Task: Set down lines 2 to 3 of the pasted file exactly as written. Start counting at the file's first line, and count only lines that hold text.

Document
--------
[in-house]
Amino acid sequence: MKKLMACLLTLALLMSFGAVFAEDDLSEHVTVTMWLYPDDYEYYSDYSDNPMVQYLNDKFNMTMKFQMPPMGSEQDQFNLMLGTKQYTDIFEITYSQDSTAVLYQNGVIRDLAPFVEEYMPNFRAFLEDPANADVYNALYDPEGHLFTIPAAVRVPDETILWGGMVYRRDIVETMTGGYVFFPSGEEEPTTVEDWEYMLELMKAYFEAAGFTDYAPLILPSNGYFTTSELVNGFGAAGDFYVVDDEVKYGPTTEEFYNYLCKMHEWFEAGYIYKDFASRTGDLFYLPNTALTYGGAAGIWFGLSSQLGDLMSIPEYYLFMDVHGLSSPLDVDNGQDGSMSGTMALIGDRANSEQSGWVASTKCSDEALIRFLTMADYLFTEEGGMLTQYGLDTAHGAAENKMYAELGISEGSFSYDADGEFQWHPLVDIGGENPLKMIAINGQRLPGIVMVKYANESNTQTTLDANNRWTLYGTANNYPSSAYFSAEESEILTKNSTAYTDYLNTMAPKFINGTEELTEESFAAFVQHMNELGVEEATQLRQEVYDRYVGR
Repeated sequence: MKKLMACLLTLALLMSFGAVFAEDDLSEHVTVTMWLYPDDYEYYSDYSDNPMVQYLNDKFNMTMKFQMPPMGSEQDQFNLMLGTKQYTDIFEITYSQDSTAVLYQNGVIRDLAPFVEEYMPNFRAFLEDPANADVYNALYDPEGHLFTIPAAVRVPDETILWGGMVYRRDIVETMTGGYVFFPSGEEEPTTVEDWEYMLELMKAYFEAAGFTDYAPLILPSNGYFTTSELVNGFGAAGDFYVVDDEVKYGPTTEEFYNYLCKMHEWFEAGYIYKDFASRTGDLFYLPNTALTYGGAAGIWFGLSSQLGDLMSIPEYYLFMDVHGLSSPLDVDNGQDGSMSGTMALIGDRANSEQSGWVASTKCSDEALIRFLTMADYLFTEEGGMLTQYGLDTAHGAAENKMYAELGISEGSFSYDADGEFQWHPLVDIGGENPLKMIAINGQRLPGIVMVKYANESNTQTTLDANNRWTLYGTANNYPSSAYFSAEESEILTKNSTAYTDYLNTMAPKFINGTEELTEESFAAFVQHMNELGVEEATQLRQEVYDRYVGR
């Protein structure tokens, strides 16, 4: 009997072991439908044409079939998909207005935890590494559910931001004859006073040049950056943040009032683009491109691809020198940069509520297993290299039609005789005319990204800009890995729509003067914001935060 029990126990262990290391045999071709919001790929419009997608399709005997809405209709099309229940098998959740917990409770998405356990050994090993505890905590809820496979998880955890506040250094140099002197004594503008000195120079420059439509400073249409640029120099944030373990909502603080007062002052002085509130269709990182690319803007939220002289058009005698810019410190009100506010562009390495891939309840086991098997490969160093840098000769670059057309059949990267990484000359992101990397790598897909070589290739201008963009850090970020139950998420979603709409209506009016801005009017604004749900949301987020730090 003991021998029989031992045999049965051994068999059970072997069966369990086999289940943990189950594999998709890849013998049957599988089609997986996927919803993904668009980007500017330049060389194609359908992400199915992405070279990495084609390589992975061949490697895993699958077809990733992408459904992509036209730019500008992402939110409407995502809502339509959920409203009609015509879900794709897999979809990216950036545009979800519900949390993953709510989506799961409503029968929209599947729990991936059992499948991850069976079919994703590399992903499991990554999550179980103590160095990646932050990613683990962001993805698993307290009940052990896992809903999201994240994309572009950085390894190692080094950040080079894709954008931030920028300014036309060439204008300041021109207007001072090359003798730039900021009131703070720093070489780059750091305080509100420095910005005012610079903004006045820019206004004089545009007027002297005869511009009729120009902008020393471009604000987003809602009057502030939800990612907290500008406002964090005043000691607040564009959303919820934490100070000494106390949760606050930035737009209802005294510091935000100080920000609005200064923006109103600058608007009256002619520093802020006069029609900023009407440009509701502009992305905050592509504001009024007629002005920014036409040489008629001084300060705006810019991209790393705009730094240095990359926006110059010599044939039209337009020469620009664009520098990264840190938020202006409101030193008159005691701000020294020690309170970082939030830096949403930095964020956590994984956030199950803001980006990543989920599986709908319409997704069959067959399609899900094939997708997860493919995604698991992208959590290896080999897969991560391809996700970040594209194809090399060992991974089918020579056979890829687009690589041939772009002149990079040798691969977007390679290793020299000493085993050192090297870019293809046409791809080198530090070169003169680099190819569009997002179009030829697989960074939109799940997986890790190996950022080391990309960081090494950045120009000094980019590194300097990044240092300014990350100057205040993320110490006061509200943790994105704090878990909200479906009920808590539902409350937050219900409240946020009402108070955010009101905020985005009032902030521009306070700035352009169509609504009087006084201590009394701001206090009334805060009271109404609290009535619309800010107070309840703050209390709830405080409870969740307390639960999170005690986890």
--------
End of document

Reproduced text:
Amino acid sequence: MKKLMACLLTLALLMSFGAVFAEDDLSEHVTVTMWLYPDDYEYYSDYSDNPMVQYLNDKFNMTMKFQMPPMGSEQDQFNLMLGTKQYTDIFEITYSQDSTAVLYQNGVIRDLAPFVEEYMPNFRAFLEDPANADVYNALYDPEGHLFTIPAAVRVPDETILWGGMVYRRDIVETMTGGYVFFPSGEEEPTTVEDWEYMLELMKAYFEAAGFTDYAPLILPSNGYFTTSELVNGFGAAGDFYVVDDEVKYGPTTEEFYNYLCKMHEWFEAGYIYKDFASRTGDLFYLPNTALTYGGAAGIWFGLSSQLGDLMSIPEYYLFMDVHGLSSPLDVDNGQDGSMSGTMALIGDRANSEQSGWVASTKCSDEALIRFLTMADYLFTEEGGMLTQYGLDTAHGAAENKMYAELGISEGSFSYDADGEFQWHPLVDIGGENPLKMIAINGQRLPGIVMVKYANESNTQTTLDANNRWTLYGTANNYPSSAYFSAEESEILTKNSTAYTDYLNTMAPKFINGTEELTEESFAAFVQHMNELGVEEATQLRQEVYDRYVGR
Repeated sequence: MKKLMACLLTLALLMSFGAVFAEDDLSEHVTVTMWLYPDDYEYYSDYSDNPMVQYLNDKFNMTMKFQMPPMGSEQDQFNLMLGTKQYTDIFEITYSQDSTAVLYQNGVIRDLAPFVEEYMPNFRAFLEDPANADVYNALYDPEGHLFTIPAAVRVPDETILWGGMVYRRDIVETMTGGYVFFPSGEEEPTTVEDWEYMLELMKAYFEAAGFTDYAPLILPSNGYFTTSELVNGFGAAGDFYVVDDEVKYGPTTEEFYNYLCKMHEWFEAGYIYKDFASRTGDLFYLPNTALTYGGAAGIWFGLSSQLGDLMSIPEYYLFMDVHGLSSPLDVDNGQDGSMSGTMALIGDRANSEQSGWVASTKCSDEALIRFLTMADYLFTEEGGMLTQYGLDTAHGAAENKMYAELGISEGSFSYDADGEFQWHPLVDIGGENPLKMIAINGQRLPGIVMVKYANESNTQTTLDANNRWTLYGTANNYPSSAYFSAEESEILTKNSTAYTDYLNTMAPKFINGTEELTEESFAAFVQHMNELGVEEATQLRQEVYDRYVGR